The Half-Way Girl
|The Half-Way Girl|
|Directed by||John Francis Dillon|
|Produced by||Earl Hudson|
|Screenplay by||Joseph F. Poland|
|Story by||E. Lloyd Sheldon|
|Cinematography||George J. Folsey|
|Edited by||Marion Fairfax|
|Distributed by||First National|
|Language||Silent (English intertitles)|
Doris Kenyon plays Poppy La Rue, an actress who winds up stranded in Singapore when her theatrical troupe goes bust. She winds up in the Red-light district where she works as a "hostess" (generally a silent film era euphemism for prostitute), where she meets Philip Douglas, a down-at-the-heels Brit (Lloyd Hughes).
While drunk, he kills a man in self-defense, and Poppy helps him to escape. Jardine (Sam Hardy), a plantation owner, is determined to have Poppy, and when she wants to escape from the Oriental underworld, he offers to help, provided she accompanies him to Penang. They board a ship. Douglas is also on board and when a fire breaks out in the hold, he rescues Poppy from Jardine's advances. They manage to get in a lifeboat just before the ship explodes, and are picked up by a passing vessel. Douglas' father (Hobart Bosworth) wants the couple to separate, but finally he accepts Poppy as his daughter-in-law.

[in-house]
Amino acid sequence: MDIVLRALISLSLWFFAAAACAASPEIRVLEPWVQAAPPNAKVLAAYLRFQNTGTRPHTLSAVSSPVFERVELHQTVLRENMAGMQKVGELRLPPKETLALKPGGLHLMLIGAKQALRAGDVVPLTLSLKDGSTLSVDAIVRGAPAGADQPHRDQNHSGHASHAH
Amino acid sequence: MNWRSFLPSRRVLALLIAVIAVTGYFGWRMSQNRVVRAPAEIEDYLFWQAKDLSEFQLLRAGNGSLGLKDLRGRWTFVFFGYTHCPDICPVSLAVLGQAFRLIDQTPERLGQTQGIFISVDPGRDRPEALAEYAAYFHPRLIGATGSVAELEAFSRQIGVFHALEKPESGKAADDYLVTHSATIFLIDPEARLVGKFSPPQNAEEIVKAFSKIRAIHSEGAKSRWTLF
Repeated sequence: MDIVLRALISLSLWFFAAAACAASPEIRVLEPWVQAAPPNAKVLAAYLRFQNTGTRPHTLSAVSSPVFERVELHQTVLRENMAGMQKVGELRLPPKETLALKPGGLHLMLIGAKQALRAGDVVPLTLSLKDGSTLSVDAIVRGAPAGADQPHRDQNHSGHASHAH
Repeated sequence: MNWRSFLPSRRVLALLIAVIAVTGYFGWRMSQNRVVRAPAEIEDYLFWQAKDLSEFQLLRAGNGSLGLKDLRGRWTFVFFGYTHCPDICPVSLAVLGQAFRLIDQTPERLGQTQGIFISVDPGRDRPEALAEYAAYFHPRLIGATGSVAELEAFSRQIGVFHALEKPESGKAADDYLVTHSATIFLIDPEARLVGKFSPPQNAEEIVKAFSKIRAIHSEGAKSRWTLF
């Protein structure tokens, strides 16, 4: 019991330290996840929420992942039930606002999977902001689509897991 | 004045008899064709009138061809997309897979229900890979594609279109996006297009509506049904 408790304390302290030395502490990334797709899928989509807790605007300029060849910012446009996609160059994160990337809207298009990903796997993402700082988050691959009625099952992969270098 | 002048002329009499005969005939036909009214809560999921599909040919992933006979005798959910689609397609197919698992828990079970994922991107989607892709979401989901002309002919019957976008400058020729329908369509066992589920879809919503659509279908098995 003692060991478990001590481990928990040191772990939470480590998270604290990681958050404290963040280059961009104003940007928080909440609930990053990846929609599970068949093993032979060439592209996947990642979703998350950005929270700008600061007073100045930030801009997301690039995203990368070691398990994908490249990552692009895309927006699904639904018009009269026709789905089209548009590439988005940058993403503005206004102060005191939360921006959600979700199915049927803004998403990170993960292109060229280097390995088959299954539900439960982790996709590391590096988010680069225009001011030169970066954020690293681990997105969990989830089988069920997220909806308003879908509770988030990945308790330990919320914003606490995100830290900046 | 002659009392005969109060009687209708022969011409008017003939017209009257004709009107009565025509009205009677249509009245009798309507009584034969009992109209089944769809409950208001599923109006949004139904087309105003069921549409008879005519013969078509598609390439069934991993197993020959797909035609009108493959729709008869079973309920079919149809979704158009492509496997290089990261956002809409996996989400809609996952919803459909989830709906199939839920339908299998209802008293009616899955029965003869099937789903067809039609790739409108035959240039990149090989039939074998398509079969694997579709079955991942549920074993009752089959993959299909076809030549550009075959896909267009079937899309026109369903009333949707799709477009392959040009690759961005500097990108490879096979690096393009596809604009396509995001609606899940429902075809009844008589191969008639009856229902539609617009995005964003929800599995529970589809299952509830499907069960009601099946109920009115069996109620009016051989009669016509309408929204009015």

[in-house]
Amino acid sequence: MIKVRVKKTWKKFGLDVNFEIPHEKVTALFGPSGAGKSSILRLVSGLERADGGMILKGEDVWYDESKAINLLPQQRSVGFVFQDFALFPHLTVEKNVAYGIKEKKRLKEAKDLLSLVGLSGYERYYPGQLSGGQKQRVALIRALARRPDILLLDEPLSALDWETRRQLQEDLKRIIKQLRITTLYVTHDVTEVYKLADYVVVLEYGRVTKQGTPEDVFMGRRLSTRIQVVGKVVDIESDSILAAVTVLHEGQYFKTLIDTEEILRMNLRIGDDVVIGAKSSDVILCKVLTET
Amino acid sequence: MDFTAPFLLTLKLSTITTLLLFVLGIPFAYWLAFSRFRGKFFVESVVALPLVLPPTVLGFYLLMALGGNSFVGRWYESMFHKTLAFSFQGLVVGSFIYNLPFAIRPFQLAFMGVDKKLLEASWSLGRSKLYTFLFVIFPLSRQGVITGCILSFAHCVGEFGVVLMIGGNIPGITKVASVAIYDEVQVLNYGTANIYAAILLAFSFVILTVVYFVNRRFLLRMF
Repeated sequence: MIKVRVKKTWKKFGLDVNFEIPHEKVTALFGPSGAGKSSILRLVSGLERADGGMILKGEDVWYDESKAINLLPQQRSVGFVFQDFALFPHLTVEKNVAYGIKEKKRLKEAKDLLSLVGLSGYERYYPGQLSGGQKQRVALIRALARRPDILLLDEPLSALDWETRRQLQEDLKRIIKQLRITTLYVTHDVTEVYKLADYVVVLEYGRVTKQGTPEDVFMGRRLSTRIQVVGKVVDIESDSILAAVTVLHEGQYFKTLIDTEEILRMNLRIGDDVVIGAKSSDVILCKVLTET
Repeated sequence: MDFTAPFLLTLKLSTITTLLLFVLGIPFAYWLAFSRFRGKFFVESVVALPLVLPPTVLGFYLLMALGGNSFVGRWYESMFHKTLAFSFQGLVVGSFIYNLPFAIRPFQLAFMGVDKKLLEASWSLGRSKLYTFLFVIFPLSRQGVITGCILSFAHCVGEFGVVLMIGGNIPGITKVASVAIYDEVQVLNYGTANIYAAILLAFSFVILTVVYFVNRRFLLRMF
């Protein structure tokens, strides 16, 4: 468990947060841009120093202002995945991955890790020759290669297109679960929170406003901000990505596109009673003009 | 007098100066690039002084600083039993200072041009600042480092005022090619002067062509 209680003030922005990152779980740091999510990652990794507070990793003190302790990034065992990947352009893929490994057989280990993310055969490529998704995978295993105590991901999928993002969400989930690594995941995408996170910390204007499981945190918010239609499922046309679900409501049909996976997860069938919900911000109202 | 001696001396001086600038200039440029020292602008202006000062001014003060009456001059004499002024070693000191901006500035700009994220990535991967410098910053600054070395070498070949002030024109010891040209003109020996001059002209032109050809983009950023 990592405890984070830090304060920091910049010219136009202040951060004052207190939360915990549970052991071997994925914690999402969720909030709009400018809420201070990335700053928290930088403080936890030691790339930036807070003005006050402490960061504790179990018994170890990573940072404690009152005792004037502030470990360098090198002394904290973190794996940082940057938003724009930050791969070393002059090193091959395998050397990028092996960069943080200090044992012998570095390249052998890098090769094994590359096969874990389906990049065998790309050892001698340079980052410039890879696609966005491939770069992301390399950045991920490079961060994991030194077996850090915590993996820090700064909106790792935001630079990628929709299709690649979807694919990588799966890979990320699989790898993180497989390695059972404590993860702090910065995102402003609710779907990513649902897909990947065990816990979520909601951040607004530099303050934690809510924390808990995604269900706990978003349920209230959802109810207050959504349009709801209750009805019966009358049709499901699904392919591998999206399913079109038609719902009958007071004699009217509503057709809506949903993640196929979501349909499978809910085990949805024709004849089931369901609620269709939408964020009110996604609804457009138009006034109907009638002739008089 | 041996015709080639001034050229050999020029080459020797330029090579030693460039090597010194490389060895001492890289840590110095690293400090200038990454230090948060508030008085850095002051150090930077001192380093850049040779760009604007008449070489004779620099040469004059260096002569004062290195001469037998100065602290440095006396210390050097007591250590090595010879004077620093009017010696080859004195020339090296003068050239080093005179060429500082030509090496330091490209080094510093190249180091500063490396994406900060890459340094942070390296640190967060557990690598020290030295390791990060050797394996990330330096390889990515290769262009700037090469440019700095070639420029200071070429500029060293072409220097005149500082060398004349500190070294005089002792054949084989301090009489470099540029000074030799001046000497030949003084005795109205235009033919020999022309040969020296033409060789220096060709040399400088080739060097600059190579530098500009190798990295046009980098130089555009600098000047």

Cast and crew
- Directed by: John Francis Dillon
- Cinematography by: George J. Folsey (as George Folsey)
- Film Editing by: Marion Fairfax
- Art Direction by: Milton Menasco
The spectacular fire aboard an ocean liner was shot in color, and to make it even more exciting, a leopard also breaks free on the ship. The Corvallis, a 270-foot wooden-hulled freighter that was surplus from World War I, was purchased from the U.S. government by First National Pictures for a fraction of its original cost. First National Pictures bought it for the sole purpose of blowing it up in The Half-Way Girl. In June 1925, under the supervision of the United States Coast Guard, the Corvallis, now renamed for the film as the Mandalay, was towed 45 miles offshore, loaded with dynamite, and blown up while the cameras rolled. After the explosion, the stern remained afloat and had to be sunk by the Coast Guard. It was claimed that blowing up an actual ship saved $25,000 over the cost of creating the scene using miniatures.
This is a lost film with no archive holdings.
- The AFI Catalog of Feature Films: The Half-Way Girl
- Cushing, Charles Phelps (October 25, 1925). "Reviews: Dynamiting the Mandalay". Picture-Play Magazine. New York City: Stree & Smith Corporation. 23 (1): 97, 112.
- The Library of Congress American Silent Feature Film Survival Catalog: The Half-Way Girl
- The Half-Way Girl at Lost Film Files: Lost First National Films - 1925
|Wikimedia Commons has media related to The Half Way Girl (film).|